The disappearing act: First the person, then the body

 

rough sketch of man on grungy paper

“light as a feather, floating on air, I want to be perfect, barely there.”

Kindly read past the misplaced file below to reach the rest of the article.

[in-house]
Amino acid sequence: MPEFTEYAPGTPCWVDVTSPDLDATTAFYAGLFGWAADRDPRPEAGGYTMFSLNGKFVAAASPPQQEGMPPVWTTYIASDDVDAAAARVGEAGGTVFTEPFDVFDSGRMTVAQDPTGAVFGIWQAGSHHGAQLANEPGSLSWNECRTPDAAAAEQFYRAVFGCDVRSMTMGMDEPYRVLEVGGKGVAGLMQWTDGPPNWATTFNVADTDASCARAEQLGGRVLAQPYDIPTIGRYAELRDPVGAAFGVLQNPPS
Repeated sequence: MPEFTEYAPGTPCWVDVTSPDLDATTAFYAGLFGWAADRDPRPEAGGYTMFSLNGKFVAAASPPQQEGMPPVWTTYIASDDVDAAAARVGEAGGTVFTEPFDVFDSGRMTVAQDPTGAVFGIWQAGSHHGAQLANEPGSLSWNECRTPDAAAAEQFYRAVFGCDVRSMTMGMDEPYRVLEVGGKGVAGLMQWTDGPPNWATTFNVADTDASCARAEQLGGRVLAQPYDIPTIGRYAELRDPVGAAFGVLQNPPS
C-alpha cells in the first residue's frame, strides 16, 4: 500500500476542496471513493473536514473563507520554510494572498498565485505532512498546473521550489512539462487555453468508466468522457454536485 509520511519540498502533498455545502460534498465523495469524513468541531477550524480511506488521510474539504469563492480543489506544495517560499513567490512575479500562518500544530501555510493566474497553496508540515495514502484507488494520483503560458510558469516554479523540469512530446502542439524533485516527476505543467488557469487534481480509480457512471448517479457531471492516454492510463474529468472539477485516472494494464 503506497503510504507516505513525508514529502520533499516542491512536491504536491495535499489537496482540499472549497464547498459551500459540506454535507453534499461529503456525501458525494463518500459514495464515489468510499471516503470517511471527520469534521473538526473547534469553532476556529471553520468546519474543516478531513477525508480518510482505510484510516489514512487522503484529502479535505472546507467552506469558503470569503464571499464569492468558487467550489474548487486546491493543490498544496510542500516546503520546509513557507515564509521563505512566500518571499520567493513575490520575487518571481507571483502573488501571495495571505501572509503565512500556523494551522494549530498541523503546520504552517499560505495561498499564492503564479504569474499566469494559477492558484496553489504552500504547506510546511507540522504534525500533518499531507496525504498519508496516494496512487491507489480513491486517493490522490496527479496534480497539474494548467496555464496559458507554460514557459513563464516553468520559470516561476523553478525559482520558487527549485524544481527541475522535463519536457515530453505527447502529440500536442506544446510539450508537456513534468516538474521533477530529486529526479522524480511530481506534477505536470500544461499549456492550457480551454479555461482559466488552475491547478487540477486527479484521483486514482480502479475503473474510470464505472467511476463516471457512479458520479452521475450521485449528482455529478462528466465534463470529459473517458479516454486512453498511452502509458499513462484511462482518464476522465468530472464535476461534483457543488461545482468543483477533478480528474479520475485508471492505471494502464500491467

This is a quote from a Pro-Anorexia website. This is one of the best summaries of the experience of an eating disorder that I have ever heard. In particular, the comparison of being perfect with being ‘barely there.’ If you really look at the Anorexia the disease and not the manifestation of it (which is the weight loss part), what you might see is that this is an illness of disappearing first as a person, and then as a body. What does it mean to ‘take up space’ as a person? To me it means that your needs, wants, preferences, feelings, wellbeing and vulnerabilities are made known to those who matter to you in your world. In other words, you are not afraid to let others know how they can nurture you, what you feel, and what you need for your self. You can and do ask others to make room for your needs in the daily goings on of the family system or in the lives and agendas of those who love you. You don’t see your vulnerabilities and needs as a liability, you don’t resent yourself for being human. Unfortunately, most people with eating disorders do resent their needs, they feel their needs are a burden, are a liability or an endangerment to those they love. They are afraid to ask for accommodation of their self-needs because doing so shows lack of gratitude, makes the family worry or is a sign that one is ungrateful. The degree to which these needs can be hidden or minimized is the degree to which one achieves ‘perfection’ in their role obligations. The process of Anorexia is not just about being perfectly restricted physically–that is the last step in the process. Before any of that happens, one learns to restrict their needs psychologically and socially. The contempt one feels for needing food is an extension of the contempt one feels for needing anything at all. In this process, first the person disappears, and then the body starts to disappear. I don’t ever push someone with Anorexia to gain weight because doing so puts the cart before the horse (plus I would probably only be the 714th person to have told them this, so what on Earth would be the point?) What I do suggest (which elicits much less fear and more commitment) is rethinking some of the internalized role obligations that have caused the person themselves to disappear. The body part will only reappear once the person within is allowed to reappear.

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